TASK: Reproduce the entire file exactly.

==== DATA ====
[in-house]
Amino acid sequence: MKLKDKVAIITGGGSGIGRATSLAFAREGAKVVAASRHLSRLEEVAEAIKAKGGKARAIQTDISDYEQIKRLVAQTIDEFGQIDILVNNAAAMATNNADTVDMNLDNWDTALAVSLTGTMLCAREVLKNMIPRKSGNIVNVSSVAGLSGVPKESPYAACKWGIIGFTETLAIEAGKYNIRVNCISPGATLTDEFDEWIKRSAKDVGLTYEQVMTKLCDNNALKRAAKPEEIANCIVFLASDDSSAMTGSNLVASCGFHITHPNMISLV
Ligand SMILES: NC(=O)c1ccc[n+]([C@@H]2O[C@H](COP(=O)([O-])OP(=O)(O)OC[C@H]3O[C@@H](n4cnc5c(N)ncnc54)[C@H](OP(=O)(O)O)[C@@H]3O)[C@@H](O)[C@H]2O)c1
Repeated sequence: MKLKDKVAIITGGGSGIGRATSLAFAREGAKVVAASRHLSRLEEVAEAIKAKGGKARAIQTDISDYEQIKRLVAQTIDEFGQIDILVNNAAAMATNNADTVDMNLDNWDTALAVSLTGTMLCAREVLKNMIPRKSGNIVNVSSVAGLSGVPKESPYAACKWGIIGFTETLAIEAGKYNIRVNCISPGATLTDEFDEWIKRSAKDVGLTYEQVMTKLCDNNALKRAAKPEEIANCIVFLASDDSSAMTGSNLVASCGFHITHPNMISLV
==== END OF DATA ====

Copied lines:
[in-house]
Amino acid sequence: MKLKDKVAIITGGGSGIGRATSLAFAREGAKVVAASRHLSRLEEVAEAIKAKGGKARAIQTDISDYEQIKRLVAQTIDEFGQIDILVNNAAAMATNNADTVDMNLDNWDTALAVSLTGTMLCAREVLKNMIPRKSGNIVNVSSVAGLSGVPKESPYAACKWGIIGFTETLAIEAGKYNIRVNCISPGATLTDEFDEWIKRSAKDVGLTYEQVMTKLCDNNALKRAAKPEEIANCIVFLASDDSSAMTGSNLVASCGFHITHPNMISLV
Ligand SMILES: NC(=O)c1ccc[n+]([C@@H]2O[C@H](COP(=O)([O-])OP(=O)(O)OC[C@H]3O[C@@H](n4cnc5c(N)ncnc54)[C@H](OP(=O)(O)O)[C@@H]3O)[C@@H](O)[C@H]2O)c1
Repeated sequence: MKLKDKVAIITGGGSGIGRATSLAFAREGAKVVAASRHLSRLEEVAEAIKAKGGKARAIQTDISDYEQIKRLVAQTIDEFGQIDILVNNAAAMATNNADTVDMNLDNWDTALAVSLTGTMLCAREVLKNMIPRKSGNIVNVSSVAGLSGVPKESPYAACKWGIIGFTETLAIEAGKYNIRVNCISPGATLTDEFDEWIKRSAKDVGLTYEQVMTKLCDNNALKRAAKPEEIANCIVFLASDDSSAMTGSNLVASCGFHITHPNMISLV